Scientists from the Helmholtz Center for Infection Research in Braunschweig, Germany and the Medical School Hannover, Germany have succeeded in treating immune cells in a way that enables them to inhibit unwanted immune reactions such as organ rejection. Their results have now been published in the current issue of the scientific journal Journal of Cellular and Molecular Medicine.
The immune system keeps us healthy: day and night it protects us against invading and harmful pathogens. But this fulltime surveillance can also turn into a problem, for example after an organ transplant. The immune system recognizes the new organ as "foreign" and starts fighting it. In the end, the life-saving transplant will be rejected. Until now, only special drugs have managed to keep the immune system silent and thus inhibit organ rejection.
Theoretically, these drugs are not necessary because the immune system has its own unique "peace makers": regulatory T cells (Tregs), a special group of helper T cells, an important cell type of the immune system. Tregs inhibit immune reactions and are thus of special medical interest. Until now, distinguishing between Tregs and helper T cells has represented a problem for scientists. Now, in co-operation with the Medical School Hannover, researchers from the Helmholtz Centre for Infection Research in Braunschweig have identified a molecular factor that plays an essential role in Treg function. This protein constitutes the key difference between Tregs and helper T cells. Furthermore, the scientists have also generated Tregs from helper T cells that permanently maintained their characteristics.
The key to Tregs is called "GARP". Michael Probst-Kepper is a researcher in a junior research group that is financed by the German Volkswagen foundation, he works at both HZI and MHH. He has now deciphered the special role of the GARP protein. Until now, scientists had only little distinguishing features to aid them in separating T cells that trigger a transplant rejection from those that inhibit such a reaction: they mainly looked at molecular features that both cell types have - the one more, the other less. "It's like looking at two cars that appear to be the same. Except that one is capable of driving while the other doesn't drive anymore. But you cannot see that from the outside," says Michael Probst-Kepper. He deciphered the role of GARP: this new-found factor only exists in Tregs and initiates a complex network of various molecules. "If you don't want a car to drive anymore, you pull the key out and cut the petrol pipe. GARP does the same: it prevents Tregs from stepping on the gas."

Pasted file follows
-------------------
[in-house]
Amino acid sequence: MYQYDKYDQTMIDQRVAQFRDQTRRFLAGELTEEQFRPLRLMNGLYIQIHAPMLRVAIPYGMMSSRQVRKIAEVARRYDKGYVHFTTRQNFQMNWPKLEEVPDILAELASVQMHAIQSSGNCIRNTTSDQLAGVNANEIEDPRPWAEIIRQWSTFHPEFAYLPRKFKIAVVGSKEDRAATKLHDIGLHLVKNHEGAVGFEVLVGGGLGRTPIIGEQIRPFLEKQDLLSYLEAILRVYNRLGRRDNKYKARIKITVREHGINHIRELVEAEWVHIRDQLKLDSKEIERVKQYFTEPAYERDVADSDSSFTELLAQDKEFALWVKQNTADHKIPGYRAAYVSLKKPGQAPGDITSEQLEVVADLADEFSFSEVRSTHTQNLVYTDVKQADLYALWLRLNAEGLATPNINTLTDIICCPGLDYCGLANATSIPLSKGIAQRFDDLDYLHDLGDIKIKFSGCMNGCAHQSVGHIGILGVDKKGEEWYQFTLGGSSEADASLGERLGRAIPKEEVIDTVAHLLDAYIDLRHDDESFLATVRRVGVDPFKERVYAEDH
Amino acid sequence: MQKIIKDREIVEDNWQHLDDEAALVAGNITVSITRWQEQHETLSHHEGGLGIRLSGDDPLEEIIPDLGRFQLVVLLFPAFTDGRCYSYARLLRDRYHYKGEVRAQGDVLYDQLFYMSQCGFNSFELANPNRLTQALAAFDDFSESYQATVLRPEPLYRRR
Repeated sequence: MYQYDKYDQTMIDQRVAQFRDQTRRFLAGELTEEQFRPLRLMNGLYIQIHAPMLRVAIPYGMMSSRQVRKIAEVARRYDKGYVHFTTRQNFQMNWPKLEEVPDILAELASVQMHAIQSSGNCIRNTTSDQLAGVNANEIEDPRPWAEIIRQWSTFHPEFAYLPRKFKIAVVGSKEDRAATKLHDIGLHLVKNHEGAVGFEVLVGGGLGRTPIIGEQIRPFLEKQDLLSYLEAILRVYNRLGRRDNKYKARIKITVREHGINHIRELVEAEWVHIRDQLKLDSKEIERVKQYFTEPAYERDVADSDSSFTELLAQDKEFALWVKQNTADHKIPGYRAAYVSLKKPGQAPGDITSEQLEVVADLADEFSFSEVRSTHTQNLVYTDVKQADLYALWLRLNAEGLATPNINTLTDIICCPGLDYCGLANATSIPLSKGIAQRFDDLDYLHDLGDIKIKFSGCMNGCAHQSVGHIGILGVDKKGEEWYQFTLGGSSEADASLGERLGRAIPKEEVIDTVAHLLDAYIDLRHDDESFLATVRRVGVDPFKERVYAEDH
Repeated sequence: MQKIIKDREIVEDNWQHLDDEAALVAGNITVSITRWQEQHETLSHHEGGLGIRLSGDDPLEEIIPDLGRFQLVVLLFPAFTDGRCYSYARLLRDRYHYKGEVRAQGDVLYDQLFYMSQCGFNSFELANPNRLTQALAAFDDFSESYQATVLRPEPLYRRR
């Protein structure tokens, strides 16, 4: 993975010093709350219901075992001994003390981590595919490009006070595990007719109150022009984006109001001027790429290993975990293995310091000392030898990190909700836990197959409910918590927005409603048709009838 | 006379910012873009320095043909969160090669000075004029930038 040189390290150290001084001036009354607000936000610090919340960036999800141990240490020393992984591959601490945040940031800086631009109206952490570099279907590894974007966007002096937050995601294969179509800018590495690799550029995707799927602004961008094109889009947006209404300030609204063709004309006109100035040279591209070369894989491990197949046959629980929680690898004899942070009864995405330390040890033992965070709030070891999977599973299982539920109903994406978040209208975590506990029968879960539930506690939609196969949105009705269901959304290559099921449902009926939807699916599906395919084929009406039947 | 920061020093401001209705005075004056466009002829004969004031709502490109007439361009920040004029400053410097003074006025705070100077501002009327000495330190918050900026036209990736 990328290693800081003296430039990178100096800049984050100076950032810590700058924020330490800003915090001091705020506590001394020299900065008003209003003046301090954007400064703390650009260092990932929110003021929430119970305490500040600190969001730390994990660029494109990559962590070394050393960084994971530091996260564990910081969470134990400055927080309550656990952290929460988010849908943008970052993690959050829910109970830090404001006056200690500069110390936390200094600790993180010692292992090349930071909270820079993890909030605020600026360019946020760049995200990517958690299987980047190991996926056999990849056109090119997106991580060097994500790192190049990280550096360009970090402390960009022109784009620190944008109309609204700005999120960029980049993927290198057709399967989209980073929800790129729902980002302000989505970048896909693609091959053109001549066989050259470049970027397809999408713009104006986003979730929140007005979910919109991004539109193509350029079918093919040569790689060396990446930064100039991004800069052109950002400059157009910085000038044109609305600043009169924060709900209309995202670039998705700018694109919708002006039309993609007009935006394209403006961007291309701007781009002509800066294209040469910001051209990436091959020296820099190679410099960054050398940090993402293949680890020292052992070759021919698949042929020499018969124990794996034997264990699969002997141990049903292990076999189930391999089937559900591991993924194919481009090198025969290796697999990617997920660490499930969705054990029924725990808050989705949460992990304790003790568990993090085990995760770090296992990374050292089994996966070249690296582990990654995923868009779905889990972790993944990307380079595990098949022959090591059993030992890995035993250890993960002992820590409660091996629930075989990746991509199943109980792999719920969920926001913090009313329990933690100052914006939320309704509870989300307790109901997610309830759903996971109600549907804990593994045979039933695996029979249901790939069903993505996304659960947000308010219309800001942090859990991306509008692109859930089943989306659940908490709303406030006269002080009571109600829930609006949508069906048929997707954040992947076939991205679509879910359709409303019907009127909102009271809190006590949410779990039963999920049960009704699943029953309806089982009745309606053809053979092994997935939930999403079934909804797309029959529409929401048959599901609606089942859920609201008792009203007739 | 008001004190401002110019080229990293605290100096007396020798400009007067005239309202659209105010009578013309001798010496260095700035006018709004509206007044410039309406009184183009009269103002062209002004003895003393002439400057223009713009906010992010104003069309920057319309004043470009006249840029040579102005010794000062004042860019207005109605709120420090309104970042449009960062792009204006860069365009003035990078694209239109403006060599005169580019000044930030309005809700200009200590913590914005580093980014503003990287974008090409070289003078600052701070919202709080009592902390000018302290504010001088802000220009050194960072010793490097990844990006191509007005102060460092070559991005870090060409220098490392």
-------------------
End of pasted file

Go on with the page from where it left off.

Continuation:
The scientist artificially inserted GARP into those T cells that start an immune reaction against transplants. The result was a substantial advance for medicine: the transplant-rejecting T cells developed permanently into Tregs - those cells that inhibit the activation of aggressive T cells and thus prevent organ rejection. Furthermore, the researchers also furnished the counter evidence: Michael Probst-Kepper muted the GARP gene in Tregs. As a result, the Tregs lost their "peace making" characteristics. "The cells could start driving again," he says. "With this study we were able to show the complexity of the Treg system for the first time, developing a powerful tool for medicine to develop new therapies and drugs."